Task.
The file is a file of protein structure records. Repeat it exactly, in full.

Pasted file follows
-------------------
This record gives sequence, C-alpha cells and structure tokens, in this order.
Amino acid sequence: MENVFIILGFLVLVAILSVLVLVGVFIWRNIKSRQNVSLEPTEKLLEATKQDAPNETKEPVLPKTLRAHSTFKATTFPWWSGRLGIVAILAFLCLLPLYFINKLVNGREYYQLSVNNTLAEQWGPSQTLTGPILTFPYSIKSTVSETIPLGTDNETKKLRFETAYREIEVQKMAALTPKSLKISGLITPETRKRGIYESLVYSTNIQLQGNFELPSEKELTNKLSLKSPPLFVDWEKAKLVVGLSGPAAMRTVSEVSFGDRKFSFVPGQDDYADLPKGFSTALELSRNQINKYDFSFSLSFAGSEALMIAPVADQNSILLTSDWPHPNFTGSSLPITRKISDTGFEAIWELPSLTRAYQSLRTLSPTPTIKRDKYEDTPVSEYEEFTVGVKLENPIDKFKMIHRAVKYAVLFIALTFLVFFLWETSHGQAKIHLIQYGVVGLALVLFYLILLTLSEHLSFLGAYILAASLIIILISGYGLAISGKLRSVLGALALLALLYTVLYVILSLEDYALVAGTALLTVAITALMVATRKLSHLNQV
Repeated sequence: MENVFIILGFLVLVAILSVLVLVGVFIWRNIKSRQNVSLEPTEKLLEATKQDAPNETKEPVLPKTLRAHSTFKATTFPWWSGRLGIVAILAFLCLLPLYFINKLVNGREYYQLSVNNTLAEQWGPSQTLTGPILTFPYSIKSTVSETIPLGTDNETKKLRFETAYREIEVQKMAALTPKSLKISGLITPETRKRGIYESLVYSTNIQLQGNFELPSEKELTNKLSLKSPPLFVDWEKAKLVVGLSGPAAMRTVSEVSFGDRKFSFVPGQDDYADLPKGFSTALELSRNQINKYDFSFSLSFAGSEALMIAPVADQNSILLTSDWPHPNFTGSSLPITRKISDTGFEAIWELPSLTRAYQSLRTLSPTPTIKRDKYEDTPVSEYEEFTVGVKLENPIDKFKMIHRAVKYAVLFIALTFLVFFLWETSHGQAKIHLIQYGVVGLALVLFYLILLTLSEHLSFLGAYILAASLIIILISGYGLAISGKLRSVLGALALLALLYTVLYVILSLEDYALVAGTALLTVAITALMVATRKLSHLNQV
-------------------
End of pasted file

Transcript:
This record gives sequence, C-alpha cells and structure tokens, in this order.
Amino acid sequence: MENVFIILGFLVLVAILSVLVLVGVFIWRNIKSRQNVSLEPTEKLLEATKQDAPNETKEPVLPKTLRAHSTFKATTFPWWSGRLGIVAILAFLCLLPLYFINKLVNGREYYQLSVNNTLAEQWGPSQTLTGPILTFPYSIKSTVSETIPLGTDNETKKLRFETAYREIEVQKMAALTPKSLKISGLITPETRKRGIYESLVYSTNIQLQGNFELPSEKELTNKLSLKSPPLFVDWEKAKLVVGLSGPAAMRTVSEVSFGDRKFSFVPGQDDYADLPKGFSTALELSRNQINKYDFSFSLSFAGSEALMIAPVADQNSILLTSDWPHPNFTGSSLPITRKISDTGFEAIWELPSLTRAYQSLRTLSPTPTIKRDKYEDTPVSEYEEFTVGVKLENPIDKFKMIHRAVKYAVLFIALTFLVFFLWETSHGQAKIHLIQYGVVGLALVLFYLILLTLSEHLSFLGAYILAASLIIILISGYGLAISGKLRSVLGALALLALLYTVLYVILSLEDYALVAGTALLTVAITALMVATRKLSHLNQV
Repeated sequence: MENVFIILGFLVLVAILSVLVLVGVFIWRNIKSRQNVSLEPTEKLLEATKQDAPNETKEPVLPKTLRAHSTFKATTFPWWSGRLGIVAILAFLCLLPLYFINKLVNGREYYQLSVNNTLAEQWGPSQTLTGPILTFPYSIKSTVSETIPLGTDNETKKLRFETAYREIEVQKMAALTPKSLKISGLITPETRKRGIYESLVYSTNIQLQGNFELPSEKELTNKLSLKSPPLFVDWEKAKLVVGLSGPAAMRTVSEVSFGDRKFSFVPGQDDYADLPKGFSTALELSRNQINKYDFSFSLSFAGSEALMIAPVADQNSILLTSDWPHPNFTGSSLPITRKISDTGFEAIWELPSLTRAYQSLRTLSPTPTIKRDKYEDTPVSEYEEFTVGVKLENPIDKFKMIHRAVKYAVLFIALTFLVFFLWETSHGQAKIHLIQYGVVGLALVLFYLILLTLSEHLSFLGAYILAASLIIILISGYGLAISGKLRSVLGALALLALLYTVLYVILSLEDYALVAGTALLTVAITALMVATRKLSHLNQV